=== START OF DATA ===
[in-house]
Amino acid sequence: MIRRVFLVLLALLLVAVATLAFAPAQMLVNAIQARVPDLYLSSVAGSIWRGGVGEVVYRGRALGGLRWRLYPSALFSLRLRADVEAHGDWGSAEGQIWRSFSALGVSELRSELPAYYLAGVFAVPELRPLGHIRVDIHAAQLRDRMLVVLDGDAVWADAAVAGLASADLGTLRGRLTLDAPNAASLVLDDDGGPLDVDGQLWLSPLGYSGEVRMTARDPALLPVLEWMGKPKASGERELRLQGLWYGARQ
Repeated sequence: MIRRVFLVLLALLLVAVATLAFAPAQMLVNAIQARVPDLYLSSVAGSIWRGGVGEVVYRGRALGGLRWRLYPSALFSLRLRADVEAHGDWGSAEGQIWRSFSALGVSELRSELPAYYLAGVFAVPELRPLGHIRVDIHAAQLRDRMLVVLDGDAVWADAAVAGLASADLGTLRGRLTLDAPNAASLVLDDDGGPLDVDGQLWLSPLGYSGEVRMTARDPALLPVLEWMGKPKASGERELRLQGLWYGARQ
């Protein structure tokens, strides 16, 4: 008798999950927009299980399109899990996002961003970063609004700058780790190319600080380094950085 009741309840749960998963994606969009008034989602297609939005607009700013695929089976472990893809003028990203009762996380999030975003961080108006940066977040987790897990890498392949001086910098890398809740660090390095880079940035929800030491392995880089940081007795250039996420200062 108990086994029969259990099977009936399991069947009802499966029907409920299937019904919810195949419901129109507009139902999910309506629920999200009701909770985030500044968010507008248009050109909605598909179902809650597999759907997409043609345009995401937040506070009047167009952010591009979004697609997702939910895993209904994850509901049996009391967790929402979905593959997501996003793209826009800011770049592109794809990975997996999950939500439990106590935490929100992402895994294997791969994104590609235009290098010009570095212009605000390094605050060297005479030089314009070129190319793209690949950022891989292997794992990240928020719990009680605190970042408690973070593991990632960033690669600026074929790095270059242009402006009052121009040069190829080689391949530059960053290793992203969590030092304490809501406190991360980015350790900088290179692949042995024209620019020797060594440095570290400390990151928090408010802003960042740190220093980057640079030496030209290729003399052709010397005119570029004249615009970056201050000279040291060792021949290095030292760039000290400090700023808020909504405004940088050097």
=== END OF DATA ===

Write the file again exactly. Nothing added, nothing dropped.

[in-house]
Amino acid sequence: MIRRVFLVLLALLLVAVATLAFAPAQMLVNAIQARVPDLYLSSVAGSIWRGGVGEVVYRGRALGGLRWRLYPSALFSLRLRADVEAHGDWGSAEGQIWRSFSALGVSELRSELPAYYLAGVFAVPELRPLGHIRVDIHAAQLRDRMLVVLDGDAVWADAAVAGLASADLGTLRGRLTLDAPNAASLVLDDDGGPLDVDGQLWLSPLGYSGEVRMTARDPALLPVLEWMGKPKASGERELRLQGLWYGARQ
Repeated sequence: MIRRVFLVLLALLLVAVATLAFAPAQMLVNAIQARVPDLYLSSVAGSIWRGGVGEVVYRGRALGGLRWRLYPSALFSLRLRADVEAHGDWGSAEGQIWRSFSALGVSELRSELPAYYLAGVFAVPELRPLGHIRVDIHAAQLRDRMLVVLDGDAVWADAAVAGLASADLGTLRGRLTLDAPNAASLVLDDDGGPLDVDGQLWLSPLGYSGEVRMTARDPALLPVLEWMGKPKASGERELRLQGLWYGARQ
């Protein structure tokens, strides 16, 4: 008798999950927009299980399109899990996002961003970063609004700058780790190319600080380094950085 009741309840749960998963994606969009008034989602297609939005607009700013695929089976472990893809003028990203009762996380999030975003961080108006940066977040987790897990890498392949001086910098890398809740660090390095880079940035929800030491392995880089940081007795250039996420200062 108990086994029969259990099977009936399991069947009802499966029907409920299937019904919810195949419901129109507009139902999910309506629920999200009701909770985030500044968010507008248009050109909605598909179902809650597999759907997409043609345009995401937040506070009047167009952010591009979004697609997702939910895993209904994850509901049996009391967790929402979905593959997501996003793209826009800011770049592109794809990975997996999950939500439990106590935490929100992402895994294997791969994104590609235009290098010009570095212009605000390094605050060297005479030089314009070129190319793209690949950022891989292997794992990240928020719990009680605190970042408690973070593991990632960033690669600026074929790095270059242009402006009052121009040069190829080689391949530059960053290793992203969590030092304490809501406190991360980015350790900088290179692949042995024209620019020797060594440095570290400390990151928090408010802003960042740190220093980057640079030496030209290729003399052709010397005119570029004249615009970056201050000279040291060792021949290095030292760039000290400090700023808020909504405004940088050097």